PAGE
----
But even if I am being poured out as a drink offering upon the sacrifice and service of your faith, I rejoice and share my joy with you all. – Philippians 2:17
You also became imitators of us and of the Lord, having received the word in much tribulation with the joy of the Holy Spirit – 1 Thessalonians 1:6
For you showed sympathy to the prisoners and accepted joyfully the seizure of your property, knowing that you have for yourselves a better possession and a lasting one. – Hebrews 10:34
Consider it all joy, my brethren, when you encounter various trials – James 1:2
In this you greatly rejoice, even though now for a little while, if necessary, you have been distressed by various trials – 1 Peter 1:6
Beloved, do not be surprised at the fiery ordeal among you, which comes upon you for your testing, as though some strange thing were happening to you; but to the degree that you share the sufferings of Christ, keep on rejoicing, so that also at the revelation of His glory you may rejoice with exultation. – 1 Peter 4:12-13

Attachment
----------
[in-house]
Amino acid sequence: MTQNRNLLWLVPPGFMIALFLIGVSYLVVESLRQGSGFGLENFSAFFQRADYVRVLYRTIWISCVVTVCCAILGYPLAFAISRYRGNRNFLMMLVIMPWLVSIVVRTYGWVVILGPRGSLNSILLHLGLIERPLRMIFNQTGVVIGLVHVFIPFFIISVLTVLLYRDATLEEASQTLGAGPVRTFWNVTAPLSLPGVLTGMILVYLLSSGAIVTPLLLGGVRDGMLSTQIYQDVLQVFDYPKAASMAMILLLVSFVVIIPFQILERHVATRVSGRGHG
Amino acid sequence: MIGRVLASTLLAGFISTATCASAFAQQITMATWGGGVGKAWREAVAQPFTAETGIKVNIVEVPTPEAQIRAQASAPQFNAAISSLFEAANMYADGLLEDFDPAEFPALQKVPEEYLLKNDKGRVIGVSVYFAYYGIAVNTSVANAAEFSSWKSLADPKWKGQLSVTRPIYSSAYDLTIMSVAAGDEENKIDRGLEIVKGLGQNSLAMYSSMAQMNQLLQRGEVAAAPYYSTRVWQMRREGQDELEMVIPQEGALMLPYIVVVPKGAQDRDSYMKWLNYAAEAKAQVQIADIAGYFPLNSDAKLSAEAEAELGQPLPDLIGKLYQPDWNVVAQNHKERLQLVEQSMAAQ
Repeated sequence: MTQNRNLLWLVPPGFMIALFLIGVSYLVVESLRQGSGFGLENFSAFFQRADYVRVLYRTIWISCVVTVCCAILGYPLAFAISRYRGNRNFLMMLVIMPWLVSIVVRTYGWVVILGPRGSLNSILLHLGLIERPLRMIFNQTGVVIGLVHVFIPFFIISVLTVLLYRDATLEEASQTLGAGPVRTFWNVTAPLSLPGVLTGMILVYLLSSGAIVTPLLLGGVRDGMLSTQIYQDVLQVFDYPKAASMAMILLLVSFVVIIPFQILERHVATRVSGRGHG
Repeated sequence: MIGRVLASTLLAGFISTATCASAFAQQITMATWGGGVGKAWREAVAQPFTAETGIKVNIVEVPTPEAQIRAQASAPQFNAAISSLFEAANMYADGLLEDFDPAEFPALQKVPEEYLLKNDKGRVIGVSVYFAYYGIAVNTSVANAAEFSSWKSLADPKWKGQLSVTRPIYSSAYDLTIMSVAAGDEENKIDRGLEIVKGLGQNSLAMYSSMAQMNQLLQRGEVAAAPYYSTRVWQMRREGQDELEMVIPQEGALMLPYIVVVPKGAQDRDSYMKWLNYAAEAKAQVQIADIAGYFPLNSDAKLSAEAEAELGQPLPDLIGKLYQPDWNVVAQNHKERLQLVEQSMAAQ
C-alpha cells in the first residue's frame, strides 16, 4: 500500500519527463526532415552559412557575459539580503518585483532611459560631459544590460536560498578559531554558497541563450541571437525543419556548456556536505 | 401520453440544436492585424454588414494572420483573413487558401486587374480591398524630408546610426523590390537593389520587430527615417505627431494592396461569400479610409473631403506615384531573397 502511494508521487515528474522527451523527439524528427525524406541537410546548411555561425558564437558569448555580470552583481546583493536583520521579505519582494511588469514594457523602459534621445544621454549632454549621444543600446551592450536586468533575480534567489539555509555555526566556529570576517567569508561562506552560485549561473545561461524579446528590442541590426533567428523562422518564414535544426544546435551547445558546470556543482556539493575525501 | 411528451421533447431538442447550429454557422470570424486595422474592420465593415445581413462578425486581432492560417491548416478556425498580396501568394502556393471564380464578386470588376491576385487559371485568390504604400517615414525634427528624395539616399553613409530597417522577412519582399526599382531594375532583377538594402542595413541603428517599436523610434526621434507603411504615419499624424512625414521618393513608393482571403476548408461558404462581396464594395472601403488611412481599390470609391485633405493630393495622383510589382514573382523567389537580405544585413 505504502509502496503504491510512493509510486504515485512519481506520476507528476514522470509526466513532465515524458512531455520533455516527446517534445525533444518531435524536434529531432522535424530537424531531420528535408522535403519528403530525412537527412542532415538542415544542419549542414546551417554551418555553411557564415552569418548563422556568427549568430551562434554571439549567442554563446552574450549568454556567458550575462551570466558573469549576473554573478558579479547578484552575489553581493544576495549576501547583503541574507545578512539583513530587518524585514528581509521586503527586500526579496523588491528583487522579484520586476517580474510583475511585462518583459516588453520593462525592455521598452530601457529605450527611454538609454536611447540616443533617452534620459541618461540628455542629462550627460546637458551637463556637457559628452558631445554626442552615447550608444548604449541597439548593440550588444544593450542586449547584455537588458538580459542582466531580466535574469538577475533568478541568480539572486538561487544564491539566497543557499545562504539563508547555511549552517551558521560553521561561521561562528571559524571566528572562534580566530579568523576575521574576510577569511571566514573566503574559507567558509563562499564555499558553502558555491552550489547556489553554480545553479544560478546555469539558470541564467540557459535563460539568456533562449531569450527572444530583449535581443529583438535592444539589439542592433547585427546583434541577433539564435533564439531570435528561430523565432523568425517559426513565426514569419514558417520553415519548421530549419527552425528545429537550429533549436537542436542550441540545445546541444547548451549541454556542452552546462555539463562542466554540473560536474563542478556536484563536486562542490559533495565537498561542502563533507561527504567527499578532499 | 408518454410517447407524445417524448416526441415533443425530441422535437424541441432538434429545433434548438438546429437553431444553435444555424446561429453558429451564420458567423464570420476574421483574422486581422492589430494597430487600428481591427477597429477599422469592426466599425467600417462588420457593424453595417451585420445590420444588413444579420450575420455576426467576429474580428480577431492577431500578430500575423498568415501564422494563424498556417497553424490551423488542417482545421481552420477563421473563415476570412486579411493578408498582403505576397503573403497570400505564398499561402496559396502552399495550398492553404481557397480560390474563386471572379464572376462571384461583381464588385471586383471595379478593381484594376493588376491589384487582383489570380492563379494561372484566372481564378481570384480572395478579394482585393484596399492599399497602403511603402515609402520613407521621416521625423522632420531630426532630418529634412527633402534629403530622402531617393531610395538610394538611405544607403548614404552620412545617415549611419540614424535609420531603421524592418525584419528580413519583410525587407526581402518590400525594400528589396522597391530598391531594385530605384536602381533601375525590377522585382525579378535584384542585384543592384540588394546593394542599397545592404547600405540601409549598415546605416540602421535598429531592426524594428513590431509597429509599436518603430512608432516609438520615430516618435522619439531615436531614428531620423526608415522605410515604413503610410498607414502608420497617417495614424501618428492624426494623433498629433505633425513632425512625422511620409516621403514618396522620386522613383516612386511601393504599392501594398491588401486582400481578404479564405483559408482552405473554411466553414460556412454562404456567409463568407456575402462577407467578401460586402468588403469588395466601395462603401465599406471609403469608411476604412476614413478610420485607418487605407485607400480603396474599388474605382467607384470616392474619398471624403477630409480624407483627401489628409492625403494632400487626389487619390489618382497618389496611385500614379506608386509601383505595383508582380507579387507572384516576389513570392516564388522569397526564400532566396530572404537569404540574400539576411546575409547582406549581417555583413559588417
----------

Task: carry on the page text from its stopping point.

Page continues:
Let’s not forget the story of Paul and Silas:
The crowd rose up together against them, and the chief magistrates tore their robes off them and proceeded to order them to be beaten with rods. When they had struck them with many blows, they threw them into prison, commanding the jailer to guard them securely; and he, having received such a command, threw them into the inner prison and fastened their feet in the stocks. But about midnight Paul and Silas were praying and singing hymns of praise to God – Acts 16:22-25
Finally, Jesus is our role model:
fixing our eyes on Jesus, the author and perfecter of faith, who for the joy set before Him endured the cross, despising the shame, and has sat down at the right hand of the throne of God. – Hebrews 12:2
Joy from Suffering
How is it that suffering brings joy? It is not the suffering itself. It is the sacrifice. When we sacrifice ourselves, as Jesus sacrificed Himself on the cross for the joy set before Him, we give ourselves the opportunity for joy.